MAYOR ZIMMER DESIGNATES MARIA PEPE BATTING CAGES TO HONOR TRAILBLAZER FOR GIRLS IN LITTLE LEAGUE
At the Little League opening day ceremonies today, Hoboken Mayor Dawn Zimmer designated the city’s batting cages in honor of Maria Pepe, a Hoboken resident who at the age of 12 was one of the first girls to play Little League baseball and whose actions led to the sport being opened to girls.
“We are proud to name the Maria Pepe Batting Cages in honor of a trailblazer whose passion and bravery opened up Little League to millions of girls,” said Hoboken Mayor Dawn Zimmer. “Baseball was born in Hoboken, and Maria made sure that everyone, both boys and girls, could play.”
In 1972, Maria Pepe was one of the first girls to play Little League baseball at a time when girls were banned from the sport. After only three games, she was forced to stop playing when the Little League organization threatened to revoke Hoboken’s charter. A successful gender discrimination court case filed on her behalf by the National Organization for Women led to girls being able to play Little League. More than 5 million girls have been able to participate in Little League since.
“I would like to express my sincere gratitude for this dedication today,” said Maria Pepe. “I am humbled and honored to receive this recognition, but also proud that over 5 million girls have participated in Little League baseball and softball programs over the past 30 years. I am privileged to know that I get to play forever through all the girls who came after me.”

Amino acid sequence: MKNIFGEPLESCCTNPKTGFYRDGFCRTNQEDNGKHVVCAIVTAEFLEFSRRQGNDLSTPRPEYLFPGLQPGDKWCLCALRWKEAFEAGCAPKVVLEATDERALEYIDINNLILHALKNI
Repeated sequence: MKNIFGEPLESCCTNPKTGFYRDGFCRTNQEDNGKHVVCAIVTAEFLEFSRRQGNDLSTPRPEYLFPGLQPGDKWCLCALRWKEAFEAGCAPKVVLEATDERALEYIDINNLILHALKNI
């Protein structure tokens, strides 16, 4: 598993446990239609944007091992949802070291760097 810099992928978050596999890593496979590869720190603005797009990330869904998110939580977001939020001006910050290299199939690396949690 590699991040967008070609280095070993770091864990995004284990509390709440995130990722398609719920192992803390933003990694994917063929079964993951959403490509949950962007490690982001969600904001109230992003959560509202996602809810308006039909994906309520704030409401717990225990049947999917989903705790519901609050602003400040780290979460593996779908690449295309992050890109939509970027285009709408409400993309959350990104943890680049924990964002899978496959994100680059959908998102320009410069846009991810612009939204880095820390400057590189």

ESPN ranked Maria Pepe playing Little League Baseball as the fifth “Greatest U.S. women’s sports moment” in history. In 2004, Maria threw the ceremonial first pitch at the Little League Baseball World Series in Williamsport. The glove she wore in 1972 is in the Little League Museum in Williamsport and her cap is in the Baseball Hall of Fame in Cooperstown. Maria has also been recognized by the NY Yankees and in the PBS series “Makers: Women Who Make America.”